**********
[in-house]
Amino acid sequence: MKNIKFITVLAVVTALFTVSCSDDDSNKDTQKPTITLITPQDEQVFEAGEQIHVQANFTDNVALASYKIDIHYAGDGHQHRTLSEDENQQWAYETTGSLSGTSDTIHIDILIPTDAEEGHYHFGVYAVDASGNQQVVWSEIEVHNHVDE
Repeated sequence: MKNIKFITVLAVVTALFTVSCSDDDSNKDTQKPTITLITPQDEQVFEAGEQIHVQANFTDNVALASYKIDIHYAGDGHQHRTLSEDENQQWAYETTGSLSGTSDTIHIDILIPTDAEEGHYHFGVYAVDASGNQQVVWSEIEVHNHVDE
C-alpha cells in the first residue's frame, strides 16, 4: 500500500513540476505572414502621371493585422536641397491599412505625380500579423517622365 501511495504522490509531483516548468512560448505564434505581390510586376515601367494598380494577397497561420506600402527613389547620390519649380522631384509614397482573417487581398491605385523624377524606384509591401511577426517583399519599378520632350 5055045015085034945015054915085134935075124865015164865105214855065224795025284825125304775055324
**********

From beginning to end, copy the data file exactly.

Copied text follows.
[in-house]
Amino acid sequence: MKNIKFITVLAVVTALFTVSCSDDDSNKDTQKPTITLITPQDEQVFEAGEQIHVQANFTDNVALASYKIDIHYAGDGHQHRTLSEDENQQWAYETTGSLSGTSDTIHIDILIPTDAEEGHYHFGVYAVDASGNQQVVWSEIEVHNHVDE
Repeated sequence: MKNIKFITVLAVVTALFTVSCSDDDSNKDTQKPTITLITPQDEQVFEAGEQIHVQANFTDNVALASYKIDIHYAGDGHQHRTLSEDENQQWAYETTGSLSGTSDTIHIDILIPTDAEEGHYHFGVYAVDASGNQQVVWSEIEVHNHVDE
C-alpha cells in the first residue's frame, strides 16, 4: 500500500513540476505572414502621371493585422536641397491599412505625380500579423517622365 501511495504522490509531483516548468512560448505564434505581390510586376515601367494598380494577397497561420506600402527613389547620390519649380522631384509614397482573417487581398491605385523624377524606384509591401511577426517583399519599378520632350 5055045015085034945015054915085134935075124865015164865105214855065224795025284825125304775055324